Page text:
Home News KLEM News for Tuesday, March 7

KLEM News for Tuesday, March 7

The Le Mars City Council today set maximum property tax dollars for their 2023-24 fiscal year budget. The maximum tax revenues are some two million, 249-thousand dollars. That’s 170-thousand dollars less, due to the legislature’s correction of valuations of some properties in Iowa. The levy will remain the same at 11.90.

Councilmen passed a motion to approve a contract for the city’s storm sewer improvement project. This includes running a pipeline between Prospect St SW and 12 Street SW, into what is now an open ditch. The low base and alternate bids came from Cleveringa Excavating of Alton, at 464-thousand dollars on the base bid, and 715-thousand with the alternate. Both bids were above the estimates of 335-thousand and 605-thousand.


An animal rescue turned into a river rescue Sunday in Le Mars. Chief Dave Schipper says Fire Rescue was called to the Floyd River to rescue a stray dog and the people trying to recover it.

The incident resulted in one injury, but all were rescued.

Two people were in pursuit of a stray dog from the local pet rescue.


Sunday afternoon, the Sioux County Sheriff’s Office investigated a report of a vehicle fire that occurred on Highway 60, two miles south of Hospers, IA.
18 year old Anthony Santana, of Sibley, IA, was driving southbound when he noticed smoke coming from the engine compartment of his Jeep. Santana was able to safely pull over to the side of the road, where the vehicle started on fire.
There were no injuries reported. Both lanes of Iowa Highway 60 were shut down while firemen from Hospers and Granville extinguished the fire.

Monday was Jeremy Parsons’ first day as the Iowa State Fair’s C-E-O and general manager. Parsons says most of the plans for the 2023 Iowa State Fair in August have been made well in advance, so he’ll start out by learning from the fair’s staff, to see what he can do to help and support them. Parsons worked as a seasonal employee at the Iowa State Fair when he was 17. Parsons, a former English teacher and coach, was in charge of fundraising for the Missouri State Fair when he was hired in 2011 to be C-E-O of the Clay County Fair in Spencer. Parsons, who is 45, is replacing Gary Slater, who retired after serving two decades as C-E-O of the Iowa State Fair.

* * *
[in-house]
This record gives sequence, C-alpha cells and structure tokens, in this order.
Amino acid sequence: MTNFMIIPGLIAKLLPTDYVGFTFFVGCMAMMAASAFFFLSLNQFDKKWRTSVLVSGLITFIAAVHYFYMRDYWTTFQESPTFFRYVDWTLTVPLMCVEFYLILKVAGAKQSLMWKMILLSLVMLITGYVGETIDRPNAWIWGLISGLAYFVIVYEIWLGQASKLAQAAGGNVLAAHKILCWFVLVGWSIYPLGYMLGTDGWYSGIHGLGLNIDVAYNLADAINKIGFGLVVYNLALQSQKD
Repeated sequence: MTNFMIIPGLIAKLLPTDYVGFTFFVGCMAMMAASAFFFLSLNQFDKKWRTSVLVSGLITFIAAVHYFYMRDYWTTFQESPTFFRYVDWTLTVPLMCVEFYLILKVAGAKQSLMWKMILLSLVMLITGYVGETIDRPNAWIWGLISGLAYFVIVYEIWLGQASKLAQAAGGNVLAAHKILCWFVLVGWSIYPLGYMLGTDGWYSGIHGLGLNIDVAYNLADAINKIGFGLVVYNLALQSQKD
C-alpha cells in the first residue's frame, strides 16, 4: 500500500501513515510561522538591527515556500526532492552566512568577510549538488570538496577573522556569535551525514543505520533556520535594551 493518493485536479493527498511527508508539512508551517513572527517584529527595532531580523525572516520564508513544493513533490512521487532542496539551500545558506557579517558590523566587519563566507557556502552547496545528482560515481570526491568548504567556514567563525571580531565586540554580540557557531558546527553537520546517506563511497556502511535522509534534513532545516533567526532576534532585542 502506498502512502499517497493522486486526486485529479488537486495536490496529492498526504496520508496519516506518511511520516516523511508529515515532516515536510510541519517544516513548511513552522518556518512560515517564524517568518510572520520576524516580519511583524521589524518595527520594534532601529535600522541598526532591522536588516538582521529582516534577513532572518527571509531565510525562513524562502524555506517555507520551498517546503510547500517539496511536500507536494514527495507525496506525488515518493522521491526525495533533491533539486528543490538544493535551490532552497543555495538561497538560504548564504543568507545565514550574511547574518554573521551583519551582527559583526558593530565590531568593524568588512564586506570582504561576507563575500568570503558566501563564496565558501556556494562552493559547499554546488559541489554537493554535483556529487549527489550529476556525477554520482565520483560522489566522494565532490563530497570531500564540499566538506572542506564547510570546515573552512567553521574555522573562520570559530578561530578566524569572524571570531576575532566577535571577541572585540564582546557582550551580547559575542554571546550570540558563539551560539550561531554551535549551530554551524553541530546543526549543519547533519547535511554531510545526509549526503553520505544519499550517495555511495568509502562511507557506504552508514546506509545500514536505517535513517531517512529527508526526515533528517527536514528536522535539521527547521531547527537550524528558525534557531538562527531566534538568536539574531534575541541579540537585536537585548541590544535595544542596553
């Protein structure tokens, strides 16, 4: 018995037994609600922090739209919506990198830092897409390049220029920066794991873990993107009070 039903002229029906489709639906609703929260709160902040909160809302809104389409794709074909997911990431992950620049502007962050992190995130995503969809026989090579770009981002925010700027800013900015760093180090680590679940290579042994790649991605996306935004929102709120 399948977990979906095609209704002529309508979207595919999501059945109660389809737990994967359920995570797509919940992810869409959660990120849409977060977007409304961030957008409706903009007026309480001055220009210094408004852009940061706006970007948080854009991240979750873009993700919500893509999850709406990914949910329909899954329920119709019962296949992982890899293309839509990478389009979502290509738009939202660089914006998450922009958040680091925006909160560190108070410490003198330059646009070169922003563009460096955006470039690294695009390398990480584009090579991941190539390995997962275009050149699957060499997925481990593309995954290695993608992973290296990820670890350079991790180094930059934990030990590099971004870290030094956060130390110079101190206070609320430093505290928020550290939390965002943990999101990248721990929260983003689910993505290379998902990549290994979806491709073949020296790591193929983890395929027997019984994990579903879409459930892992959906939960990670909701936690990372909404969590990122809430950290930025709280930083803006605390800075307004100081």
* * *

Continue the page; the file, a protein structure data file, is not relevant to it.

The State Appeals Board voted 2-1 Monday to approve a more than four million dollar settlement in a discrimination lawsuit brought by former University of Iowa football players. All three members of the State Appeals Board raised concerns about the management of the Iowa athletic department– but State Auditor Rob Sand was the only no vote, saying taxpayers should not have to pay part of the settlement. Sand says this is the fourth discrimination settlement during Athletic Director Gary Barta’s tenure and it’s time for him to go. The governor’s budget director Kraig Paulsen, is also on the Board and suggests legislators may have an interest in reviewing the settlement. Gary Barta released a written statement about the settlement which says the University of Iowa Athletic Department remains committed to providing an inclusive and welcoming environment for every student-athlete and staff member involved in the program.